This first scripture is, no doubt, the most read scripture in all the Church, and possibly the most read from the LDS canon outside of the Church. Members of the Church have all read this scripture over and over as they begin reading the Book of Mormon and recommit to daily scripture study and finishing the Book of Mormon. We are familiar with the honor Nephi bestows upon his parents, his telling of the afflictions he suffered throughout his life, the way the Lord favored Nephi and blessed him greatly, and thus Nephi begins his record. This first verse of the Book of Mormon could probably be recited from memory by most members of the Church because of its frequent repetition. But did you know that this first verse, indeed the entire small plates of Nephi, might have overarching temple themes?
I recently stumbled upon the The Feast upon the Word wiki, which includes some commentary on this verse that is fascinating in its application to the temple:
Together the clauses beginning with having form a pattern that runs through Nephi’s two books: creation (“having been born”), fall (“having seen many afflictions”), atonement (“having been highly favored of the Lord”), and passing through the veil (“having had a great knowledge”). The pattern might broadly be called “the plan of salvation,” but it appears to play a more fundamental textual role for Nephi as well. His first eighteen chapters (1 Nephi 1-18) tell a sort of creation story (with constant reference to his goodly parents); his following nine chapters (1 Nephi 19-2 Nephi 5) tell a sort of fall story (marked emphatically by the division between Nephites and Lamanites); his next twenty-five chapters (2 Nephi 6-31) tell a sort of atonement story (how the Lamanites might become again favored and reconnected to broader Israel); and his concluding three chapters (2 Nephi 31-33) dwell on a sort of passing-through-the-veil story (through a discussion of baptism in incredibly “veil-like” terms). Moreover, that the twenty-five chapter atonement stretch of Nephi’s two-book record is presented by three messengers who collectively bring to the reader an understanding of how the “veil” of 2 Nephi 31-33 might be passed suggests that there is some connection between Nephi’s broader record and the temple drama. If this connection is not unfounded, Nephi’s “therefore” toward the end of this verse is powerfully significant: it is because his very life might be read as a sort of “endowment” that he is writing this text.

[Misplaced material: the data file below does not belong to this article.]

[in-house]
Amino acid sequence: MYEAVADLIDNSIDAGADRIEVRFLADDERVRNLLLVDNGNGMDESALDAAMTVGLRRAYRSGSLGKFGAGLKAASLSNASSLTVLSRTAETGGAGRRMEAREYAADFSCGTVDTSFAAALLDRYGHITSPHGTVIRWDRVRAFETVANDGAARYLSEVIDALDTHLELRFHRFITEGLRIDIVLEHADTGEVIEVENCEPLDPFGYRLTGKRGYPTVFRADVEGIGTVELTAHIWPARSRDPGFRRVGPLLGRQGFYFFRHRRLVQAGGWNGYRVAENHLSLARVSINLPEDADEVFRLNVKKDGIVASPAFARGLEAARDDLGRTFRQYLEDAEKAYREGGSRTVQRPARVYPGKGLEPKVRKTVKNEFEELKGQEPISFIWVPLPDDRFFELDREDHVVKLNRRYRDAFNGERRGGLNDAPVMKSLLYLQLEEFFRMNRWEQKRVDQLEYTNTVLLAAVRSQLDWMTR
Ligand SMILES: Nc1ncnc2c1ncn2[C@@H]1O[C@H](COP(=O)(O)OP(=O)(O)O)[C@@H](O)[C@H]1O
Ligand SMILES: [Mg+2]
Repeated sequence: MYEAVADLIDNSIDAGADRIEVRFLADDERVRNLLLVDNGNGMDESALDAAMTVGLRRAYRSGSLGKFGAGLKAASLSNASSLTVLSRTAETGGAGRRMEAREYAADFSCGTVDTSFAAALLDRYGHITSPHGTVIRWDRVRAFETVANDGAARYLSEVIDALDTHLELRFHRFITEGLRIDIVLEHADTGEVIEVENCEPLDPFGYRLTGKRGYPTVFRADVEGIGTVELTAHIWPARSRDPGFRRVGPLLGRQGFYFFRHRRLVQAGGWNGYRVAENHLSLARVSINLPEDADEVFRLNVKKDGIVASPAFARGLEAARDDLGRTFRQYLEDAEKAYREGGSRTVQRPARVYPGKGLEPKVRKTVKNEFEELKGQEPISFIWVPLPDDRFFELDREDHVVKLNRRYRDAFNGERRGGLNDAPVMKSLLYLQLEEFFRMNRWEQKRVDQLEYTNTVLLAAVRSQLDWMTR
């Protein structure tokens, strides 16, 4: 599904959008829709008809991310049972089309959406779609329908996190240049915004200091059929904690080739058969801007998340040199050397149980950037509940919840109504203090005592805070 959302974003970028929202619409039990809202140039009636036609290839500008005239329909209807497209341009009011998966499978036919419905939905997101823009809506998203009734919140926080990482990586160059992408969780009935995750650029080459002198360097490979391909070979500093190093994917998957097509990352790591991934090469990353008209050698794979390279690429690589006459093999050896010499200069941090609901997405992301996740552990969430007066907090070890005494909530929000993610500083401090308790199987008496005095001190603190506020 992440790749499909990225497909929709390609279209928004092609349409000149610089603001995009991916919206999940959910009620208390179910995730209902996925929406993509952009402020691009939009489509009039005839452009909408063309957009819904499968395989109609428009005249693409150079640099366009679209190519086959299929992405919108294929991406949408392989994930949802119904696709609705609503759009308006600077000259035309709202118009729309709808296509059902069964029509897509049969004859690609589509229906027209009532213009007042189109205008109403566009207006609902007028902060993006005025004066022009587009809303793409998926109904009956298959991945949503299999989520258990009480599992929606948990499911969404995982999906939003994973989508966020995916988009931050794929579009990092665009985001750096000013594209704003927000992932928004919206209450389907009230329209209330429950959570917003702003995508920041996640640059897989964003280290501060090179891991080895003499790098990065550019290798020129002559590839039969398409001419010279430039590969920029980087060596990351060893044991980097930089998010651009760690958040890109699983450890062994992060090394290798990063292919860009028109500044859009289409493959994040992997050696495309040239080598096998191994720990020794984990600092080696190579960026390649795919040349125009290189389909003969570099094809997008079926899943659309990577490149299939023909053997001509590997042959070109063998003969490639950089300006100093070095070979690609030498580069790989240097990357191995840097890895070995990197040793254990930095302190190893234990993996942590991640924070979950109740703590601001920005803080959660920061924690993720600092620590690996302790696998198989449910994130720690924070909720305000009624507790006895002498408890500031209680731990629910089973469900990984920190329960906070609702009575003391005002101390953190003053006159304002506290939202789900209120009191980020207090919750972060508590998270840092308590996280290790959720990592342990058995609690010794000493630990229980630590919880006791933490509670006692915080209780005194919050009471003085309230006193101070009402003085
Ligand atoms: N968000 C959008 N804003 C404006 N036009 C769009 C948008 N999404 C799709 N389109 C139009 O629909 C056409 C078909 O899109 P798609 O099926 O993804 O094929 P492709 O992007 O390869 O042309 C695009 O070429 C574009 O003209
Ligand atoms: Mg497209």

Indeed, every one of our lives might be read as a sort of “endowment” experience. We are all born (creation), we experience hardships (fall), we are redeemed by Jesus Christ (Atonement), and we die and return to the presence of God (veil). But Nephi’s record is even more explicit in its temple references. The Feast upon the Word wiki continues:
If the final phrase of this verse is taken in the Egyptian idiom, it is remarkably close to the Egyptian name for what is commonly called the “Book of the Dead” (Egyptian: “The Book of Going Forth by Day“) [see Wikipedia’s entry]. Nephi might here be making a suggestive allusion: his two-volume record on the small plates is, as it were, his own Book of the Dead (which was, for all intents and purposes, a sort of Egyptian endowment, an Egyptian drama of resurrection) [see Hugh Nibley’s The Message of the Joseph Smith Papyri: An Egyptian Endowment]. If this reading is justified, this final phrase might ground the temple connections mentioned above. A connection (however distant) to the Book of the Dead would certainly explain the autobiographical “I, Nephi” with which the verse begins: copies of the “canonical” Book of the Dead were always personalized (by name) for the individual who purchased them. This may also provide a better context in which to understand verse 2.
The interesting thing here is that we don’t often think of the Book of Mormon as referencing temples very often. There is a mention here or there about the people building temples, but not much more. What we might find is the temple references are much more implicit in nature in the text, but might still provide quite a bit of information, even the structure of the book itself.